• Let’s talk scoring efficiency then. Buffalo scored on 30.6% of their offensive drives. That’s tied for 25th place—with the Miami Dolphins. Average falls at 36% with a range between 23% and 52%.
  • That’s not a death sentence either because that metric counts all scores the same. If the Bills have a better TD:FG ratio than average, or a bad kicker missed a chunk of tries it wouldn’t be the worst news.

One stat to rule them all

There’s one stat that takes into account almost all of the above flaws and it’s called “points per drive.” The only “failing” for this stat is that it’s truly a measurement of the entirety of the offense. You would need to dig deep to assign specific blame. Since our goal is to examine the team, it turns out it’s just about perfect.

The Bills are 24th in the league in this stat with 1.66 points per drive. Using my rule of four they’re the last team in the large cluster of “average.” The perfect average team scored 1.95 points per drive. So you might be thinking that the Bills are pretty close and, arguably, that’s correct. Adding context, in order for the 2019 Bills to have reached perfect average it would have taken another 53 points. that’s roughly seven touchdowns and a field goal more.

And that’s just to reach “perfect average.” The first team in the “good” category using the rule of four (eighth place) scored 2.15 points per drive. That’s the Atlanta Falcons by the way. In order to ever so slightly edge them out, the Bills would have needed 90 more points. That’s about 13 more touchdowns, which is drawing very close to one more per game.


Conclusion

Unfortunately this isn’t very good news. I’m not saying that the Bills CAN’T make the jump necessary. What is abundantly clear, however, is that they really need to in order to be a good offense. It’s fair to say based on my own words and analysis that the Bills had an “average” offense when it comes to points per drive. It’s also safe to say that being there by the skin of their teeth is not a place of comfort.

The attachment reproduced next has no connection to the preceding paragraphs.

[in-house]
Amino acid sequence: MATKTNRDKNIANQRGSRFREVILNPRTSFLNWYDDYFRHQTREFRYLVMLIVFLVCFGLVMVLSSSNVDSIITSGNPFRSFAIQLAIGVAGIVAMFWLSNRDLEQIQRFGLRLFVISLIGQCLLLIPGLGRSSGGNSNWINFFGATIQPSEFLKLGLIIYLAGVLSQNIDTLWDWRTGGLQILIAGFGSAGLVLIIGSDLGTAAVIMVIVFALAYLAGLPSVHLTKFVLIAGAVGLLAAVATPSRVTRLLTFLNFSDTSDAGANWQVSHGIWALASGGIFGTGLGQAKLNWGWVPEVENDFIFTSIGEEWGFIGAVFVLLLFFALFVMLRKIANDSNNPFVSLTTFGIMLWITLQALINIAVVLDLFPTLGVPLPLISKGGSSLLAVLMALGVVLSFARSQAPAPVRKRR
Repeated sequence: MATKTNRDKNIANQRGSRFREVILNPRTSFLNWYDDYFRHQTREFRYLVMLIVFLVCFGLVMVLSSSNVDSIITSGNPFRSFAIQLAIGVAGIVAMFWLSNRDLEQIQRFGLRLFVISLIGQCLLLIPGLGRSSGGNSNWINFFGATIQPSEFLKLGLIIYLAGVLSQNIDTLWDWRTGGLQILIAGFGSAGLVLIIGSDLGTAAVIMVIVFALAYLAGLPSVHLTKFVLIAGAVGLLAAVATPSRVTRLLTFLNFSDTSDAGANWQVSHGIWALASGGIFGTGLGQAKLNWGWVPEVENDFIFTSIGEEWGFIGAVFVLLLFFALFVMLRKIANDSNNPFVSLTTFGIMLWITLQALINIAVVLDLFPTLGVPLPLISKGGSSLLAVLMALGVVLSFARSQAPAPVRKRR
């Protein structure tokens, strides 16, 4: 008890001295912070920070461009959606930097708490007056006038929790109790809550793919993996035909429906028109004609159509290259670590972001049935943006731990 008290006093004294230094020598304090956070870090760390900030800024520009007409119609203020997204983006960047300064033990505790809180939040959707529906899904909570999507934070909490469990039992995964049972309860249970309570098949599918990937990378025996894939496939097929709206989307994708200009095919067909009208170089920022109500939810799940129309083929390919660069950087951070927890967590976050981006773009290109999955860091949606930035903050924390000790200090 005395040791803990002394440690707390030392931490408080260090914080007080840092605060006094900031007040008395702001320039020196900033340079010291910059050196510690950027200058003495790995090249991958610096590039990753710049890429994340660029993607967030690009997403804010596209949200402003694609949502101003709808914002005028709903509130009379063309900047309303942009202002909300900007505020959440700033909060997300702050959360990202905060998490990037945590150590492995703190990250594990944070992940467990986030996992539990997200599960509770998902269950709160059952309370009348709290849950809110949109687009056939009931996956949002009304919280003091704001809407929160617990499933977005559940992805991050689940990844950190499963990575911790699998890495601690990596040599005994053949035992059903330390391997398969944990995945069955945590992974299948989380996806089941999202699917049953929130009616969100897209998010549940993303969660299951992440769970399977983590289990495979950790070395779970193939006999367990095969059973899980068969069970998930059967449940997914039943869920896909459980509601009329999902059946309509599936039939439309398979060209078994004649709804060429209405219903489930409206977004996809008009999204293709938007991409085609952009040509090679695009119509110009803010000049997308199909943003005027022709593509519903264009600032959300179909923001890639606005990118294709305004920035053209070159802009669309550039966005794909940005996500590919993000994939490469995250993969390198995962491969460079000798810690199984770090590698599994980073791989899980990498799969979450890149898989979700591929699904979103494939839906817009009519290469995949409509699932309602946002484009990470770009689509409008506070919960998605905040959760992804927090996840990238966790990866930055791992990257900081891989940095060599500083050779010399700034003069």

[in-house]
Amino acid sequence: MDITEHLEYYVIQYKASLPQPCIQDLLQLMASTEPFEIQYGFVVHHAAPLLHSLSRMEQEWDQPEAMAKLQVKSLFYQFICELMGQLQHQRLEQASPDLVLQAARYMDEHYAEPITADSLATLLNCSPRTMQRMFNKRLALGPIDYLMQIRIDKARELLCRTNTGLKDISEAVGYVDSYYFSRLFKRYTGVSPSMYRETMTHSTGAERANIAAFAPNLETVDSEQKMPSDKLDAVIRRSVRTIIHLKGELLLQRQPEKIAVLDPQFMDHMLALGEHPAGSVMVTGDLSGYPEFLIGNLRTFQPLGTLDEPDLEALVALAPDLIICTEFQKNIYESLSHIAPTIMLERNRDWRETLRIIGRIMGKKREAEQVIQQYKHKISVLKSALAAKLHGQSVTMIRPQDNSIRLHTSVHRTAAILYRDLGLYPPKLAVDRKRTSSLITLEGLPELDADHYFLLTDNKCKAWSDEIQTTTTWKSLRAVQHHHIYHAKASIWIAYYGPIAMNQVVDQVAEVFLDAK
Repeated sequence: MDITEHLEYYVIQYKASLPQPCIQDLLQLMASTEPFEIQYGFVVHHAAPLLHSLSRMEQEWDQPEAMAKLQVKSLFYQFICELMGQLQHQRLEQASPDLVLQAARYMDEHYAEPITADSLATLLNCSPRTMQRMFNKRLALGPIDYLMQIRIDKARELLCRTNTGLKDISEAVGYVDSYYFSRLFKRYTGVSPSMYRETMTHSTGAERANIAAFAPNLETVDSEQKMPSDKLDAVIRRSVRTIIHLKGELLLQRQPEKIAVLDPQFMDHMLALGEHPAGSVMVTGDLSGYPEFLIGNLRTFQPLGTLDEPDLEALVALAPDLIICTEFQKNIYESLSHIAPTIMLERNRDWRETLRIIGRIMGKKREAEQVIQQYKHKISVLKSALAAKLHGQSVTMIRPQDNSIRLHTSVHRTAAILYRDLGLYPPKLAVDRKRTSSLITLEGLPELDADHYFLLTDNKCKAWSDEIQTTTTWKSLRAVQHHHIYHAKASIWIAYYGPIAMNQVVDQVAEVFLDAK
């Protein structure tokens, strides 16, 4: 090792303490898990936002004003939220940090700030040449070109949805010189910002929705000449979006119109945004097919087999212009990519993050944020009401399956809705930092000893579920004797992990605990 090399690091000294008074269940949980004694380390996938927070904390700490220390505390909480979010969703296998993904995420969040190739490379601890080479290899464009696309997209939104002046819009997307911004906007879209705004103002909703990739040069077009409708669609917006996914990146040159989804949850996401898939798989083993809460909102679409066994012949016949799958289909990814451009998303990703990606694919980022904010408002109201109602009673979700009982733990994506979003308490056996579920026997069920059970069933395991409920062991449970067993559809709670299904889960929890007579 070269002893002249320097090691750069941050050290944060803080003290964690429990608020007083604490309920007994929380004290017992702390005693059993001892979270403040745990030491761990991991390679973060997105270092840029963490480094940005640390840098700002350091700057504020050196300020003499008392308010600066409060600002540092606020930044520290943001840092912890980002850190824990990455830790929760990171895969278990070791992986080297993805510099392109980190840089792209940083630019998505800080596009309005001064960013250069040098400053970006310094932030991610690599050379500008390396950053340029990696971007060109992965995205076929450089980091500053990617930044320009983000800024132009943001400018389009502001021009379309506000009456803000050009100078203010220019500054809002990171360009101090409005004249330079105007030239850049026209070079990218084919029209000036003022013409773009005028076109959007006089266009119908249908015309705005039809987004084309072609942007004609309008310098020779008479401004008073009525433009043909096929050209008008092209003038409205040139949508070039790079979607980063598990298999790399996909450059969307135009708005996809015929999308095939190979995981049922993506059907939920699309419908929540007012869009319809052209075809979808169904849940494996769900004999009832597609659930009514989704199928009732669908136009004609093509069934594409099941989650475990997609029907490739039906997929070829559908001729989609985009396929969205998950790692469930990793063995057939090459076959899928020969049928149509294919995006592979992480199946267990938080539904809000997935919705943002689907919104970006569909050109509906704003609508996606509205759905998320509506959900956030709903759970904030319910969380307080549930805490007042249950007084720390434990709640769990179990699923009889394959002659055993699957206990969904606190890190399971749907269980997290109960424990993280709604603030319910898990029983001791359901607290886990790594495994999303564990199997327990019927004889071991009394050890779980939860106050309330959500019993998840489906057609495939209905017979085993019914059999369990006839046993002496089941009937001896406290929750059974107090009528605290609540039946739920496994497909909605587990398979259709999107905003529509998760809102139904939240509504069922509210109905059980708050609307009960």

Per-game numbers are often the best way to discuss change so let’s put it in those terms. Last year in order to be “perfect” average rather than “fringe” average, the Bills would have needed 3.3 more points per game. If you’re thinking that a better kicker could change that almost single-handed I have bad news.

Stephen Hauschka only missed six kicks last year. While you could counter and discuss how many they didn’t dare to try with him, it would take 12 more attempts that were never tried. That would lead to 40 attempts, which is more than he’s ever been asked to kick in a season. Kicking will help, but there’s more to the problem.

I don’t know about you, but I don’t want to settle for average. Not even high average. I want a great offense and I’ll settle for a good one. Using the Falcons’ bar from above, that requires 5.6 more points per game.

And all that assumes they maintain a similar number of drives. If the defense declines or offensive drives start taking longer it will only place a higher burden on the need for efficiency.

I’m hopeful that another year and some key changes like the addition of wide receiver Stefon Diggs make this a moot discussion. The reality of the situation is that the Buffalo Bills have some work to do on offense.